This article aims at analysing factors that influence the changing response of the Indonesian Government to investor-state arbitration claims where public interest issues are involved. This article finds that the government strategy in responding to arbitration threat has been shifting over time. This shift may be found in two different phases. The first phase is when the government tends to avoid arbitration. The second phase is when the government is confident with its position and the result of the arbitration proceeding. This article argues that the combination of two factors contributes to the shift of government response, these are: 1) stable increases of FDI inflows and favourable investment climate; 2) Indonesia's strategic position in the world's competition for energy resources. All of the cases analysed in this article are related to the operation of TNCs in the natural resources sector. This particular sector is generally known as to have the highest potential to hamper public interest. Therefore, the shift of government response is a good signal and a promising development that the government will tend to protect the interest of the public, particularly when the public interest is in conflict with the interest of foreign investors.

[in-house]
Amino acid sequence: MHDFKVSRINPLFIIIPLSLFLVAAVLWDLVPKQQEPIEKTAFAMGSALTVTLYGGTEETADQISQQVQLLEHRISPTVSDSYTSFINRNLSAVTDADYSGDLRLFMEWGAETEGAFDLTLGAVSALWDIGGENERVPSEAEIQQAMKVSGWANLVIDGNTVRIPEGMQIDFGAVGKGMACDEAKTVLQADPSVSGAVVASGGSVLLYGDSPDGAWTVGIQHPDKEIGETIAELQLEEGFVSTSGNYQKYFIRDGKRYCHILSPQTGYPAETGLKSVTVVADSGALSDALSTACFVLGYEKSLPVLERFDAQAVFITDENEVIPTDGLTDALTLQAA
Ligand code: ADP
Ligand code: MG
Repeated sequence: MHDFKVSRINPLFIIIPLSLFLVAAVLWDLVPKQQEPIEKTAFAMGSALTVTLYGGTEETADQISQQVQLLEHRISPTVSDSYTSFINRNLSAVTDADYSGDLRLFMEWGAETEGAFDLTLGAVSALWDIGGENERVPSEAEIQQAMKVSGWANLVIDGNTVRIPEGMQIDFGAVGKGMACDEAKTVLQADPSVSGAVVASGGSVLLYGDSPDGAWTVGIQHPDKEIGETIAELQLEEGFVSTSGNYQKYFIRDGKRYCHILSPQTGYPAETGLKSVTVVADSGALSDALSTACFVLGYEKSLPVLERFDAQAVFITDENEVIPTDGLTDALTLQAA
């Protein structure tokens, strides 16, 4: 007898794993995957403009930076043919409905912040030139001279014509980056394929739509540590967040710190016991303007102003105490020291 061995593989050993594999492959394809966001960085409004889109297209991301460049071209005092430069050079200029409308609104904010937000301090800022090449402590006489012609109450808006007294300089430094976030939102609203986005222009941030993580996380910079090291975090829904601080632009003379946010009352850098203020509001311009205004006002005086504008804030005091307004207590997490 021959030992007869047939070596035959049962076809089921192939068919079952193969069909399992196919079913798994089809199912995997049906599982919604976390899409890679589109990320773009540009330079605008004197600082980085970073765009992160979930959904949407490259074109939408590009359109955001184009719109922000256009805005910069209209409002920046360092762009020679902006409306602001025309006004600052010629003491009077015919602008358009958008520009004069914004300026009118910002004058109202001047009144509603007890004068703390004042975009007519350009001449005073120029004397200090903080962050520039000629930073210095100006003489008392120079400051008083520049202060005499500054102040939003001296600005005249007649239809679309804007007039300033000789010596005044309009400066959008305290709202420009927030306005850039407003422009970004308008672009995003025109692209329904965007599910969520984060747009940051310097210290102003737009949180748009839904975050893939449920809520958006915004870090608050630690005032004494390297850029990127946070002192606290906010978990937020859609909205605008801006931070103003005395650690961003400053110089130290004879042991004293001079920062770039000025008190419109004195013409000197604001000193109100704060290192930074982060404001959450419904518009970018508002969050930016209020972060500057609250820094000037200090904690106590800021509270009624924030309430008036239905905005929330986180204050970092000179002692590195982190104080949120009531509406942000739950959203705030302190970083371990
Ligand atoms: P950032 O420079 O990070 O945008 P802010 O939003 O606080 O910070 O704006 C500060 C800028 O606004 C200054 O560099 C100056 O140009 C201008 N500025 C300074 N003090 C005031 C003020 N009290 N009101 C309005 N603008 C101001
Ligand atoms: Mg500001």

- Investor-state arbitration